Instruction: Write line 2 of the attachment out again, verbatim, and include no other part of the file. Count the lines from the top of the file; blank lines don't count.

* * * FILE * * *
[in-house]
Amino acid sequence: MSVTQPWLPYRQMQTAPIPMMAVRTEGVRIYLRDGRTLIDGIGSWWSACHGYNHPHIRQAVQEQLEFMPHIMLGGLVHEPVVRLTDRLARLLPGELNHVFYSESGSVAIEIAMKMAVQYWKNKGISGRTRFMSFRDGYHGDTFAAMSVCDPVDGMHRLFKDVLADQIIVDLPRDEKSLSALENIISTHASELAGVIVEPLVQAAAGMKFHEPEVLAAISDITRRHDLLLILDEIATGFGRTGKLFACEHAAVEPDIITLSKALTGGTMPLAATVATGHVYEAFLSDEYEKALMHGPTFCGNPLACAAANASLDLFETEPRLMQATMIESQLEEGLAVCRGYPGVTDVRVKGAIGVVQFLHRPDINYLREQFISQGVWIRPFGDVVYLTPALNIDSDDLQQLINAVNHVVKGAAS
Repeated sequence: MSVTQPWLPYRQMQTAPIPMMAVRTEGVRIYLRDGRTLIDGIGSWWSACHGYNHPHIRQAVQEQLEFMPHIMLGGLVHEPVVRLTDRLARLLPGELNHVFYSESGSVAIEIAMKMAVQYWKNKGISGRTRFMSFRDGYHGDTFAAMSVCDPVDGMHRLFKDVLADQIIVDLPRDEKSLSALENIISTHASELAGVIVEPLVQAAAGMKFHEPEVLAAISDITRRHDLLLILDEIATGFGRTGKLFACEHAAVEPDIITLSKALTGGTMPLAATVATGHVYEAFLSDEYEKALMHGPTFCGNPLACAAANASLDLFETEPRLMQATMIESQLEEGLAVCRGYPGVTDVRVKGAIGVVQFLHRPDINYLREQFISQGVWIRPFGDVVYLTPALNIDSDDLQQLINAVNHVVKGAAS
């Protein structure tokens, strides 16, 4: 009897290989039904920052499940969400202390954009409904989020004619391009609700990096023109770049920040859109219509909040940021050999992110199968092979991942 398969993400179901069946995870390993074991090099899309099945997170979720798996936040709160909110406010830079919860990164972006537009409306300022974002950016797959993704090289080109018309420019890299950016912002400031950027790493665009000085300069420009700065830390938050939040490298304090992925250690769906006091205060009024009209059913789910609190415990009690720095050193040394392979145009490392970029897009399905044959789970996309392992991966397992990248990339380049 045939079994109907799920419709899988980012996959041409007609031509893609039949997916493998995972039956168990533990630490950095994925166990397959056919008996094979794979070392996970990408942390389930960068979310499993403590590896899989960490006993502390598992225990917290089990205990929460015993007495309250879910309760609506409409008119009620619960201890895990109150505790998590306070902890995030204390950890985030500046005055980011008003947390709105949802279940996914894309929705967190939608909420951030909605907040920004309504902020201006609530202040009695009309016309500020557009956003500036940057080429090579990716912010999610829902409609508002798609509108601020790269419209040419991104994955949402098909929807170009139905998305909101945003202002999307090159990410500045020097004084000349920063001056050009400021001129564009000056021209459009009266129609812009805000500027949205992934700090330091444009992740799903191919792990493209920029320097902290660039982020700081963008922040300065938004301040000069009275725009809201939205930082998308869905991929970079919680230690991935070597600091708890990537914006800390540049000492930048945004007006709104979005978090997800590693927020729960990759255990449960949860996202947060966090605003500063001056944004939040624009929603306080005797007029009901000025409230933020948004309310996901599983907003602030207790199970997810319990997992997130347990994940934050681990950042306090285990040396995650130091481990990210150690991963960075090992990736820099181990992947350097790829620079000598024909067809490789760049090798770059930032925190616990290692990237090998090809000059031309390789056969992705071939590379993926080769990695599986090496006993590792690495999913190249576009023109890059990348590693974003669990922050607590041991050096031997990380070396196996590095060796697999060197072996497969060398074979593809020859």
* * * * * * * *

Amino acid sequence: MSVTQPWLPYRQMQTAPIPMMAVRTEGVRIYLRDGRTLIDGIGSWWSACHGYNHPHIRQAVQEQLEFMPHIMLGGLVHEPVVRLTDRLARLLPGELNHVFYSESGSVAIEIAMKMAVQYWKNKGISGRTRFMSFRDGYHGDTFAAMSVCDPVDGMHRLFKDVLADQIIVDLPRDEKSLSALENIISTHASELAGVIVEPLVQAAAGMKFHEPEVLAAISDITRRHDLLLILDEIATGFGRTGKLFACEHAAVEPDIITLSKALTGGTMPLAATVATGHVYEAFLSDEYEKALMHGPTFCGNPLACAAANASLDLFETEPRLMQATMIESQLEEGLAVCRGYPGVTDVRVKGAIGVVQFLHRPDINYLREQFISQGVWIRPFGDVVYLTPALNIDSDDLQQLINAVNHVVKGAAS